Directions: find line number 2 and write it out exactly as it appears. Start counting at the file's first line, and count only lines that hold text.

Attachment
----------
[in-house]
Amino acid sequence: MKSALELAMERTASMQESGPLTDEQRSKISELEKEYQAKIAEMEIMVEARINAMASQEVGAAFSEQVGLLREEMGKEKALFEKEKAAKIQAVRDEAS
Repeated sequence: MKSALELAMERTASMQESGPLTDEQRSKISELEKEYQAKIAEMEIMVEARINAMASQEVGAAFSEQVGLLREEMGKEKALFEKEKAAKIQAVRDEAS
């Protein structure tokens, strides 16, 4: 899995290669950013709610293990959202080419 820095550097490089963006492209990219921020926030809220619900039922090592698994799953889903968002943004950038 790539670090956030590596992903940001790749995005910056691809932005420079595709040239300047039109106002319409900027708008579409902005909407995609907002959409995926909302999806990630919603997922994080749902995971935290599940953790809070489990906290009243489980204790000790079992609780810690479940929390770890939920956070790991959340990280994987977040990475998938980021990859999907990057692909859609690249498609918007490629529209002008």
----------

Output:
Amino acid sequence: MKSALELAMERTASMQESGPLTDEQRSKISELEKEYQAKIAEMEIMVEARINAMASQEVGAAFSEQVGLLREEMGKEKALFEKEKAAKIQAVRDEAS